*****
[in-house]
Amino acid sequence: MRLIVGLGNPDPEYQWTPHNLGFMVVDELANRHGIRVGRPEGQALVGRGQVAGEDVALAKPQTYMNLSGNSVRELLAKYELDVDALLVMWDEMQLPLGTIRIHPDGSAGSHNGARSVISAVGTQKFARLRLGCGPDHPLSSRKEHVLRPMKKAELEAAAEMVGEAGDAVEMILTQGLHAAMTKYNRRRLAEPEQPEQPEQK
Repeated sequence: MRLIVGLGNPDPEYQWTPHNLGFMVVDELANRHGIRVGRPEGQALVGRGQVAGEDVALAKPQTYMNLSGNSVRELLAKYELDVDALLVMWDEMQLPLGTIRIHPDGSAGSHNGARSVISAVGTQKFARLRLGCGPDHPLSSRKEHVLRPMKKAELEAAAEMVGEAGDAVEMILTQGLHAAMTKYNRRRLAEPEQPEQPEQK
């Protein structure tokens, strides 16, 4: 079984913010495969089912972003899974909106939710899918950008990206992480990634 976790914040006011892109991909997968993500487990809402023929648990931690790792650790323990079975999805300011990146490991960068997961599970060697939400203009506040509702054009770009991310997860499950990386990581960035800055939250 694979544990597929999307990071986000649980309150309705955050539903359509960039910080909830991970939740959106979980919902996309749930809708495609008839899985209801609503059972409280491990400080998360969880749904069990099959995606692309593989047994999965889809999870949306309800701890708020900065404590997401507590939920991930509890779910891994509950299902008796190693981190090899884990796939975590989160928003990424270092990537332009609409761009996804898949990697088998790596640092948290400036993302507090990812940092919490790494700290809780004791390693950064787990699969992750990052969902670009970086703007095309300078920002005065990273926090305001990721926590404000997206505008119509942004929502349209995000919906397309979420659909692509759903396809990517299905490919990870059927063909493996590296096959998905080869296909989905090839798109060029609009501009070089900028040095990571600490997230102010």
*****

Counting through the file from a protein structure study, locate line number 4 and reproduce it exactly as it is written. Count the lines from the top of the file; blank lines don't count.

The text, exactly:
């Protein structure tokens, strides 16, 4: 079984913010495969089912972003899974909106939710899918950008990206992480990634 976790914040006011892109991909997968993500487990809402023929648990931690790792650790323990079975999805300011990146490991960068997961599970060697939400203009506040509702054009770009991310997860499950990386990581960035800055939250 694979544990597929999307990071986000649980309150309705955050539903359509960039910080909830991970939740959106979980919902996309749930809708495609008839899985209801609503059972409280491990400080998360969880749904069990099959995606692309593989047994999965889809999870949306309800701890708020900065404590997401507590939920991930509890779910891994509950299902008796190693981190090899884990796939975590989160928003990424270092990537332009609409761009996804898949990697088998790596640092948290400036993302507090990812940092919490790494700290809780004791390693950064787990699969992750990052969902670009970086703007095309300078920002005065990273926090305001990721926590404000997206505008119509942004929502349209995000919906397309979420659909692509759903396809990517299905490919990870059927063909493996590296096959998905080869296909989905090839798109060029609009501009070089900028040095990571600490997230102010």